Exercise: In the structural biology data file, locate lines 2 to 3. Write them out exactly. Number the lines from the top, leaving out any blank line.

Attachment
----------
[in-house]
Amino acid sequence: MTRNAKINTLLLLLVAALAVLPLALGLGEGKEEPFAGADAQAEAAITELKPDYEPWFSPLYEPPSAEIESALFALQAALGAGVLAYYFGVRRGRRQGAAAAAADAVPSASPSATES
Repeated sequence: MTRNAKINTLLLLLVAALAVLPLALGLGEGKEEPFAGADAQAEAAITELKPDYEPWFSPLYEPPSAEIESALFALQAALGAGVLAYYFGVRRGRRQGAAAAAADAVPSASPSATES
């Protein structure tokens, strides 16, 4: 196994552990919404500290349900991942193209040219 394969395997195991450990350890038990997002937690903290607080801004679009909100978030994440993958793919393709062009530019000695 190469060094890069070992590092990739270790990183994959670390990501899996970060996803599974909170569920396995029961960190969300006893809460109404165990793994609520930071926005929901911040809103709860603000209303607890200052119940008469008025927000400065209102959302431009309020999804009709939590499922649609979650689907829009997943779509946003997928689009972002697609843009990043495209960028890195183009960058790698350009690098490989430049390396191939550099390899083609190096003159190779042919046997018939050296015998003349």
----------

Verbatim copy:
Amino acid sequence: MTRNAKINTLLLLLVAALAVLPLALGLGEGKEEPFAGADAQAEAAITELKPDYEPWFSPLYEPPSAEIESALFALQAALGAGVLAYYFGVRRGRRQGAAAAAADAVPSASPSATES
Repeated sequence: MTRNAKINTLLLLLVAALAVLPLALGLGEGKEEPFAGADAQAEAAITELKPDYEPWFSPLYEPPSAEIESALFALQAALGAGVLAYYFGVRRGRRQGAAAAAADAVPSASPSATES